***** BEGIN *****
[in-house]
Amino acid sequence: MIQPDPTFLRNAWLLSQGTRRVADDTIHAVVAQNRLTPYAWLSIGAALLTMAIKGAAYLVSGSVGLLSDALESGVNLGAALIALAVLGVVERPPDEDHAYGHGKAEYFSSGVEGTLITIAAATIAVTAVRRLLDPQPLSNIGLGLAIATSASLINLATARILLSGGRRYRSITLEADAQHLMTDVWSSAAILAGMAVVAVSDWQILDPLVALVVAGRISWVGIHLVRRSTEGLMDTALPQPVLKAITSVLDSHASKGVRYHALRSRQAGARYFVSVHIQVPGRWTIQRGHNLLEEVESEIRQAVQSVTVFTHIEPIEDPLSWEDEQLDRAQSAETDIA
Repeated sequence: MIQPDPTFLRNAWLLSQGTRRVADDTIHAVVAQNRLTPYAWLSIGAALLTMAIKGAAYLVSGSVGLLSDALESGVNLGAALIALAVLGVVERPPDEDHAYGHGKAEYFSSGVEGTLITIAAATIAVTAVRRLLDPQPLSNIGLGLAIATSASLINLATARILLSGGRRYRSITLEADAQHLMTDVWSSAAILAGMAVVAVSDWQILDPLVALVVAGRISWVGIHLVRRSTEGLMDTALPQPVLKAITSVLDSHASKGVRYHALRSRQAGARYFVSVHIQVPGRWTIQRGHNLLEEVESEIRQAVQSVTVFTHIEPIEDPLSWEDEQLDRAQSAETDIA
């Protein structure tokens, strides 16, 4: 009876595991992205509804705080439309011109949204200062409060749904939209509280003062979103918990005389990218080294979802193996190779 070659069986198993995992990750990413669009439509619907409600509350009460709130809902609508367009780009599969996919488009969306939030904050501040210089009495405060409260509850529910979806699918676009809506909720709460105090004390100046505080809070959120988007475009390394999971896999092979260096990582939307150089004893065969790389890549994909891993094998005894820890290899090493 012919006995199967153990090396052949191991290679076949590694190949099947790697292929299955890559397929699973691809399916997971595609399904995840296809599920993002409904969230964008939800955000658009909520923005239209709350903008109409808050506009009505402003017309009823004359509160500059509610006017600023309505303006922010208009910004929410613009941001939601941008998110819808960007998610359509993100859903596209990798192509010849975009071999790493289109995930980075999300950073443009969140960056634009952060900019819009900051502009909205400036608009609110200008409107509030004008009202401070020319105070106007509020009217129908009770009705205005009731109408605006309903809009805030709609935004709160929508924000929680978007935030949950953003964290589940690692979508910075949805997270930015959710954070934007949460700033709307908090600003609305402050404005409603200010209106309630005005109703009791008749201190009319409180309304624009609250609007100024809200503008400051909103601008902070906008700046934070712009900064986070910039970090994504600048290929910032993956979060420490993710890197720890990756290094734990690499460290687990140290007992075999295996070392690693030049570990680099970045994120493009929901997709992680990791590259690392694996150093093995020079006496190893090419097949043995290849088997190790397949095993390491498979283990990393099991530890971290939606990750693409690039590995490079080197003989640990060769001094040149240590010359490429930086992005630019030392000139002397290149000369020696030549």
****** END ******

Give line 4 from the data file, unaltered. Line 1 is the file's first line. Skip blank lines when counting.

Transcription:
């Protein structure tokens, strides 16, 4: 009876595991992205509804705080439309011109949204200062409060749904939209509280003062979103918990005389990218080294979802193996190779 070659069986198993995992990750990413669009439509619907409600509350009460709130809902609508367009780009599969996919488009969306939030904050501040210089009495405060409260509850529910979806699918676009809506909720709460105090004390100046505080809070959120988007475009390394999971896999092979260096990582939307150089004893065969790389890549994909891993094998005894820890290899090493 012919006995199967153990090396052949191991290679076949590694190949099947790697292929299955890559397929699973691809399916997971595609399904995840296809599920993002409904969230964008939800955000658009909520923005239209709350903008109409808050506009009505402003017309009823004359509160500059509610006017600023309505303006922010208009910004929410613009941001939601941008998110819808960007998610359509993100859903596209990798192509010849975009071999790493289109995930980075999300950073443009969140960056634009952060900019819009900051502009909205400036608009609110200008409107509030004008009202401070020319105070106007509020009217129908009770009705205005009731109408605006309903809009805030709609935004709160929508924000929680978007935030949950953003964290589940690692979508910075949805997270930015959710954070934007949460700033709307908090600003609305402050404005409603200010209106309630005005109703009791008749201190009319409180309304624009609250609007100024809200503008400051909103601008902070906008700046934070712009900064986070910039970090994504600048290929910032993956979060420490993710890197720890990756290094734990690499460290687990140290007992075999295996070392690693030049570990680099970045994120493009929901997709992680990791590259690392694996150093093995020079006496190893090419097949043995290849088997190790397949095993390491498979283990990393099991530890971290939606990750693409690039590995490079080197003989640990060769001094040149240590010359490429930086992005630019030392000139002397290149000369020696030549």